Yes Von Miller is a freak, but both of his sacks that led to fumbles were plays in which Cam Newton did not get the ball out in timing. That half second of hesitation is sometimes all it takes between a win and a loss. Maybe the hit Will Allen had on Manning in the playoffs turns into a fumble for a touchdown instead of the ball popping up and laterally out of bounds. Granted, that play looked like a hot read on a blitz, but far too often it seems quarterbacks are getting the ball out in rhythm against the Steelers. Regular-season losses against the Ravens and Seahawks were in large part due to third-and-long passes that came out of the quarterbacks' hands in rhythm.
Art Rooney II expressed that the primary focus this offseason is to improve the secondary. I hope that's case. It has to begin with the cornerback position. But I don't think it's something that should be counted on in the draft. As of now (and it's early), there seems to be national consensus on Eli Apple being the fourth-rated corner in the draft. But even if he's available at pick 25, I don't feel great about a rookie corner who doesn't seem to enjoy tackling based on the videos I've reviewed -- and who may have left school too early -- turning the Steelers into a top-five pass defense.
The Steelers have never made it to a Super Bowl in which they didn't have a number one corner who was at least 6 feet 1. With the clock ticking on Ben Roethlisberger's career, it's time to make that free-agent splash. Trumaine Johnson seems to be the ideal fit. With seven interceptions last season for the St. Louis Rams, Johnson is 6-2 and still only 26 years old. I kind of like the idea of signing Johnson and drafting 6-2 Darian Thompson to play safety. With Thompson's 19 career interceptions at Boise State, Johnson's obvious ball skills and the hopeful return of Senquez Golson, I'd really like the turnover creating potential of that secondary. Adding two athletic 6-2 guys to the secondary shrinks throwing windows that increases the odds of quarterbacks holding onto the ball longer and letting the pass rush get home to create more fumbles and tipped passes.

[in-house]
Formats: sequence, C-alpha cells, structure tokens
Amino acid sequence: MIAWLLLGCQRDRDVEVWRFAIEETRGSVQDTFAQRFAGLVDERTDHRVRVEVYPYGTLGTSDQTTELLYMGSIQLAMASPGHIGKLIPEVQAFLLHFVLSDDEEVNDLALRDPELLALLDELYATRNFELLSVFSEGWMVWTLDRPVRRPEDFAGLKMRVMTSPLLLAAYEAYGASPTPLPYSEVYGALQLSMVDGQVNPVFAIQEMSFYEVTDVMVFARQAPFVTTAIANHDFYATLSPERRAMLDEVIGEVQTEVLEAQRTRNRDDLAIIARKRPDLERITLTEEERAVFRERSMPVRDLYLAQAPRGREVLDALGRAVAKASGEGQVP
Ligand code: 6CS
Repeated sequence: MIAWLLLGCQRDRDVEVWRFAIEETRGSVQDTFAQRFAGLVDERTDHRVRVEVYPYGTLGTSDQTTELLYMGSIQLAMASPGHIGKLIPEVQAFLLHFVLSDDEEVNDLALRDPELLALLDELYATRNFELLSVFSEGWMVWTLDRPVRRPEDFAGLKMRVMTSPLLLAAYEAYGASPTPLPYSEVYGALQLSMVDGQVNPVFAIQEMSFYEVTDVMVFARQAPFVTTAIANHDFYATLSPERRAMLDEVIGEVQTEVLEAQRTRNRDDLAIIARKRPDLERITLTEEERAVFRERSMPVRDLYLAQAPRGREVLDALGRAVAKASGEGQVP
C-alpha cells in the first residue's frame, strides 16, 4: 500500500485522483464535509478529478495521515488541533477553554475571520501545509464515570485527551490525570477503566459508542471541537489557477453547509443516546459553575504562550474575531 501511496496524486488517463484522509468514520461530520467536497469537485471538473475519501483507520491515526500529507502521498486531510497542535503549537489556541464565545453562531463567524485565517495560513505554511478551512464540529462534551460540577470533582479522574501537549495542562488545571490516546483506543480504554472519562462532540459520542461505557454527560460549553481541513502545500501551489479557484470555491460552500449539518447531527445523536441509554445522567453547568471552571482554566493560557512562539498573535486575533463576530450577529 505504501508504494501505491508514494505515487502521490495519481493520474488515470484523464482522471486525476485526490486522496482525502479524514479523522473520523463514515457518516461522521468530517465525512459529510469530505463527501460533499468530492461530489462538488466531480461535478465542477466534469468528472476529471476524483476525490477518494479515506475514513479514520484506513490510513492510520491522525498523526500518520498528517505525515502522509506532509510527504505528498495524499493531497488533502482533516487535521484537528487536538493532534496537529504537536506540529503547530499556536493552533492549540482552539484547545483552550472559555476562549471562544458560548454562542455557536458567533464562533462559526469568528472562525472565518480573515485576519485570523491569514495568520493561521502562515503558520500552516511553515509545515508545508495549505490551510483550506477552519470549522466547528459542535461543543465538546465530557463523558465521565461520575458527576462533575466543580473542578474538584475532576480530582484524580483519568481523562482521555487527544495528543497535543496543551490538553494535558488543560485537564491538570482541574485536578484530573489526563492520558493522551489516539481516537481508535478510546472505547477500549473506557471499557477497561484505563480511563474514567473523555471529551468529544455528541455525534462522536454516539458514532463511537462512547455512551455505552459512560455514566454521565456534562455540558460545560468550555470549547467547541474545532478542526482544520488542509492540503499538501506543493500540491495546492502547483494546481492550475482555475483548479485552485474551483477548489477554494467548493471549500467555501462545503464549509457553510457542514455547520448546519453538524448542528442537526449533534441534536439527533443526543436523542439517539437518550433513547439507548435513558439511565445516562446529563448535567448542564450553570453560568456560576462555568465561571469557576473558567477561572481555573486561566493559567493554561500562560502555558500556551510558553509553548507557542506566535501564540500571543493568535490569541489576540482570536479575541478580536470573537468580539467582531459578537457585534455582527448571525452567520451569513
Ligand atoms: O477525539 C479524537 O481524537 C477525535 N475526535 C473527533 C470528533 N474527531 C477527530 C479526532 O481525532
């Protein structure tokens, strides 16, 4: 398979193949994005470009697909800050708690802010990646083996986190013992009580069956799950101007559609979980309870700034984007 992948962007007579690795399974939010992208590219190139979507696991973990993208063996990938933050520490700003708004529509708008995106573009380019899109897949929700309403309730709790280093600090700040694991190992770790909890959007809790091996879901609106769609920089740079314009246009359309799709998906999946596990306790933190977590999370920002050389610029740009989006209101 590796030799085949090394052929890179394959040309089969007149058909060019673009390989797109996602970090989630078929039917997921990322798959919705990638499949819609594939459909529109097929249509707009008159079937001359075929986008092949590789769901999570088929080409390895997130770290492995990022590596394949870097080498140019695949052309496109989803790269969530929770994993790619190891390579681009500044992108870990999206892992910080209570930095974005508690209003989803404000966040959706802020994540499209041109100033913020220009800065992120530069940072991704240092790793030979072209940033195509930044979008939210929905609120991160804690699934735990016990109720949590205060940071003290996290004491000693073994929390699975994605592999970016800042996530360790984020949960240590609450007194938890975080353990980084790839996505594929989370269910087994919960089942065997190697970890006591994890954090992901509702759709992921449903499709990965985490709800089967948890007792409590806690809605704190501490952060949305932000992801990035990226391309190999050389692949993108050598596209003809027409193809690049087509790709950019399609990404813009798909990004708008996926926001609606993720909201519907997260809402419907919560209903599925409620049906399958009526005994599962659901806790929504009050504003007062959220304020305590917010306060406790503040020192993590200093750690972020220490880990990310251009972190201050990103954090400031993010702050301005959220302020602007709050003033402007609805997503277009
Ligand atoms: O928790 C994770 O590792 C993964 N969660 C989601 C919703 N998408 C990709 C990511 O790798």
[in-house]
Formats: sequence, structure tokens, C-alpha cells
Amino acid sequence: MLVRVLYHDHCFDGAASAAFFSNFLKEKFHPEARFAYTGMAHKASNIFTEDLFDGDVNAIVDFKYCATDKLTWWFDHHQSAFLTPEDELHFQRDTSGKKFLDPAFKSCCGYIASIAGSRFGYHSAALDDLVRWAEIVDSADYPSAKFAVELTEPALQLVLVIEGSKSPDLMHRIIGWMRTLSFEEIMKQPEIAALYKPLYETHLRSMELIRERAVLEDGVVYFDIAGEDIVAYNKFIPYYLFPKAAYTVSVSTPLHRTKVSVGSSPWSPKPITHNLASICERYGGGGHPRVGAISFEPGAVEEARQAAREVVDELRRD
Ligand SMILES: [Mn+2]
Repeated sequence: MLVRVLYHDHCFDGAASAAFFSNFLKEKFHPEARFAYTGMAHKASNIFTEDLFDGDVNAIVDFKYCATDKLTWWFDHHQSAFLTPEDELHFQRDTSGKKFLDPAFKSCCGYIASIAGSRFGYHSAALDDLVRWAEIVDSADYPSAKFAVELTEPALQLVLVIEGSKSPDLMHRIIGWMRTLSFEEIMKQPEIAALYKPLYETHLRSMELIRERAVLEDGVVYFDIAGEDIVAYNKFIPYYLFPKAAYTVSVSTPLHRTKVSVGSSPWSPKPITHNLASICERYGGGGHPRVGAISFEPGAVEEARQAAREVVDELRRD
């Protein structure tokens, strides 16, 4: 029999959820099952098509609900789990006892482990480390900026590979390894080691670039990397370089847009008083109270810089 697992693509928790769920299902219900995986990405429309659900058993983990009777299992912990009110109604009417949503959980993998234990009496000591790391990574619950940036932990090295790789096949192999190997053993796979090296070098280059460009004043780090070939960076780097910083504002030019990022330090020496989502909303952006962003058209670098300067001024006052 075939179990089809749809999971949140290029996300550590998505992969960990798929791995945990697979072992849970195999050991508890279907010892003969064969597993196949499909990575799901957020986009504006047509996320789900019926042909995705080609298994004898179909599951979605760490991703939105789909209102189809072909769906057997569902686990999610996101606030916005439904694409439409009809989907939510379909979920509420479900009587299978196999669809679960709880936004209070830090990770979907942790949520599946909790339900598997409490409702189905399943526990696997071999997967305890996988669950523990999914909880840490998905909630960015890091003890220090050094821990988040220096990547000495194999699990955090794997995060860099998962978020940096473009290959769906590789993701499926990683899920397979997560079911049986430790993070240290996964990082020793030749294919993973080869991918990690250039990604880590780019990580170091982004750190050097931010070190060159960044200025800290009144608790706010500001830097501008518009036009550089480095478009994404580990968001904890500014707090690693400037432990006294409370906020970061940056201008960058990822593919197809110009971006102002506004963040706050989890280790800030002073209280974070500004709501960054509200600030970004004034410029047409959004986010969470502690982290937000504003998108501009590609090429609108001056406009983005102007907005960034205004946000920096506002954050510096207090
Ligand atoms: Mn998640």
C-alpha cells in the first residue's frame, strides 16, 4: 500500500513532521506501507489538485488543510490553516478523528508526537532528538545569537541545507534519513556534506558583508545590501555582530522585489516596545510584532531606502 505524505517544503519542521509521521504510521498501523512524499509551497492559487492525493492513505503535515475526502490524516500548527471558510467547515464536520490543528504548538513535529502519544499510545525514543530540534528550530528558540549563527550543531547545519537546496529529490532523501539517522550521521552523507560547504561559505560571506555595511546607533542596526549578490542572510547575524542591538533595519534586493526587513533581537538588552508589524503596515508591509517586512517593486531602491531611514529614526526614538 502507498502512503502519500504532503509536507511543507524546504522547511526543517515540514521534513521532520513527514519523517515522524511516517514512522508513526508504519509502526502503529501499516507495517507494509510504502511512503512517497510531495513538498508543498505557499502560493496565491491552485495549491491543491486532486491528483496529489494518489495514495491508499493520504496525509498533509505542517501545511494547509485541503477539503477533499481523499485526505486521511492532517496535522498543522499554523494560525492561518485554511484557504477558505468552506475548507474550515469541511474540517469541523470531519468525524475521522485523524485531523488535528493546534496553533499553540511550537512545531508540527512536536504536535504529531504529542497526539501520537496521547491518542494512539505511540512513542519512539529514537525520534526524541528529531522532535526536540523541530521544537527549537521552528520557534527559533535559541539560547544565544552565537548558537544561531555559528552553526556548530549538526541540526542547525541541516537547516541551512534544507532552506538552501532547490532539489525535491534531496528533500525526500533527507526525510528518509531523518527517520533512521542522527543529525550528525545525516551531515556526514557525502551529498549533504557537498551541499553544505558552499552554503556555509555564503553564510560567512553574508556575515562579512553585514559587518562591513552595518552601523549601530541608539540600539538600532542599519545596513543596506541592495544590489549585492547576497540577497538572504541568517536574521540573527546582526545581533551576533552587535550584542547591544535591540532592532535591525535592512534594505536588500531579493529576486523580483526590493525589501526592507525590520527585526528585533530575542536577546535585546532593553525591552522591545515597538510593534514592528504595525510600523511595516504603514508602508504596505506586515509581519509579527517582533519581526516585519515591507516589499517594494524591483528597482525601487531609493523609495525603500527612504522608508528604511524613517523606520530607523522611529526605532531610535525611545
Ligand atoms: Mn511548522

Of course, that doesn't come without cost. With the play of Alejandro Villanueva and the return of Maurkice Pouncey, I'd have to be willing to let Kelvin Beachum and Ramon Foster walk to make the Johnson signing happen. I expect Johnson to earn at least $45 million over five years. So the two offensive linemen and maybe a defensive role player in Steve McLendon will have to be let go in free agency to make it happen. But the Steelers need a No. 1 cornerback. Adding depth on the defensive line early in the draft, along with safety and guard, along with some free-agent re-signings, should have this team in position on paper.
Embracing game management on the offensive side of the ball is the other matter. Elway knows well how important it is to protect a quarterback who's getting up there in age. Who better to do it with than the best running back in the league who also happens to never fumble? Fans and media for years now have being saying the days of the game manager are dead. Well heck, Manning couldn't even pull off managing the Super Bowl without two turnovers and the wind knocking him over for sacks, yet he still won the big game. The Steelers have too much talent on offense to not be cognizant of protecting the ball. It's part of the reason why they can beat the Broncos and lose twice to the Ravens. It's part of the reason why they can come within a play or two of being in the AFC championship and a play or two by the New York Jets of missing the playoffs entirely. That and their mediocre secondary.